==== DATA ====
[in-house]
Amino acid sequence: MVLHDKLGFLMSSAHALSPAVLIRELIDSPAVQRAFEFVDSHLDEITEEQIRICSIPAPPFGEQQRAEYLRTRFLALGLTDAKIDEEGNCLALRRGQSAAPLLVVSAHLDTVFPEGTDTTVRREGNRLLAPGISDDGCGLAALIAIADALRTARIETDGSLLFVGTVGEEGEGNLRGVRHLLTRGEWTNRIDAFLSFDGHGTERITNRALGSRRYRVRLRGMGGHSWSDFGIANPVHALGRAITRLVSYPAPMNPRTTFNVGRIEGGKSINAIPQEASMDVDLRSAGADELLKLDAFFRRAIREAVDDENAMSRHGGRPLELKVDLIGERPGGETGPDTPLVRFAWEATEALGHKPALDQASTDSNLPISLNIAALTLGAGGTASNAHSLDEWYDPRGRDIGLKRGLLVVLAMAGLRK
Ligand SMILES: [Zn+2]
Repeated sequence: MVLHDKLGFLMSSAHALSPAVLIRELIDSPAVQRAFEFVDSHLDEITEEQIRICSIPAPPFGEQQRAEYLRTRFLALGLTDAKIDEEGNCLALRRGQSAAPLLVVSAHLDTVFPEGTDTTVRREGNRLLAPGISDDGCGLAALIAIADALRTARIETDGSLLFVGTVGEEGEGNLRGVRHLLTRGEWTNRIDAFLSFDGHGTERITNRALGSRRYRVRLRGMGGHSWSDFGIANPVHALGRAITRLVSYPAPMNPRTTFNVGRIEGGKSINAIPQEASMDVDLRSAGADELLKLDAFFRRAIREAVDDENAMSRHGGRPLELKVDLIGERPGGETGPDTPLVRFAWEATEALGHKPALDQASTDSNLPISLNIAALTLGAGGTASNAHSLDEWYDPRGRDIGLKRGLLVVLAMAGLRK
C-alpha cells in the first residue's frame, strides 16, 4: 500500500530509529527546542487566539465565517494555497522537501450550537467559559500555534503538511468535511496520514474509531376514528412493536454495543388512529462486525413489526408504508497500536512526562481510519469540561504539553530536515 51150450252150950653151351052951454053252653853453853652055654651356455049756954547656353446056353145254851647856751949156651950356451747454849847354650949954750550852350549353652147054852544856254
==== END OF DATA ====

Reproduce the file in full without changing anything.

[in-house]
Amino acid sequence: MVLHDKLGFLMSSAHALSPAVLIRELIDSPAVQRAFEFVDSHLDEITEEQIRICSIPAPPFGEQQRAEYLRTRFLALGLTDAKIDEEGNCLALRRGQSAAPLLVVSAHLDTVFPEGTDTTVRREGNRLLAPGISDDGCGLAALIAIADALRTARIETDGSLLFVGTVGEEGEGNLRGVRHLLTRGEWTNRIDAFLSFDGHGTERITNRALGSRRYRVRLRGMGGHSWSDFGIANPVHALGRAITRLVSYPAPMNPRTTFNVGRIEGGKSINAIPQEASMDVDLRSAGADELLKLDAFFRRAIREAVDDENAMSRHGGRPLELKVDLIGERPGGETGPDTPLVRFAWEATEALGHKPALDQASTDSNLPISLNIAALTLGAGGTASNAHSLDEWYDPRGRDIGLKRGLLVVLAMAGLRK
Ligand SMILES: [Zn+2]
Repeated sequence: MVLHDKLGFLMSSAHALSPAVLIRELIDSPAVQRAFEFVDSHLDEITEEQIRICSIPAPPFGEQQRAEYLRTRFLALGLTDAKIDEEGNCLALRRGQSAAPLLVVSAHLDTVFPEGTDTTVRREGNRLLAPGISDDGCGLAALIAIADALRTARIETDGSLLFVGTVGEEGEGNLRGVRHLLTRGEWTNRIDAFLSFDGHGTERITNRALGSRRYRVRLRGMGGHSWSDFGIANPVHALGRAITRLVSYPAPMNPRTTFNVGRIEGGKSINAIPQEASMDVDLRSAGADELLKLDAFFRRAIREAVDDENAMSRHGGRPLELKVDLIGERPGGETGPDTPLVRFAWEATEALGHKPALDQASTDSNLPISLNIAALTLGAGGTASNAHSLDEWYDPRGRDIGLKRGLLVVLAMAGLRK
C-alpha cells in the first residue's frame, strides 16, 4: 500500500530509529527546542487566539465565517494555497522537501450550537467559559500555534503538511468535511496520514474509531376514528412493536454495543388512529462486525413489526408504508497500536512526562481510519469540561504539553530536515 51150450252150950653151351052951454053252653853453853652055654651356455049756954547656353446056353145254851647856751949156651950356451747454849847354650949954750550852350549353652147054852544856254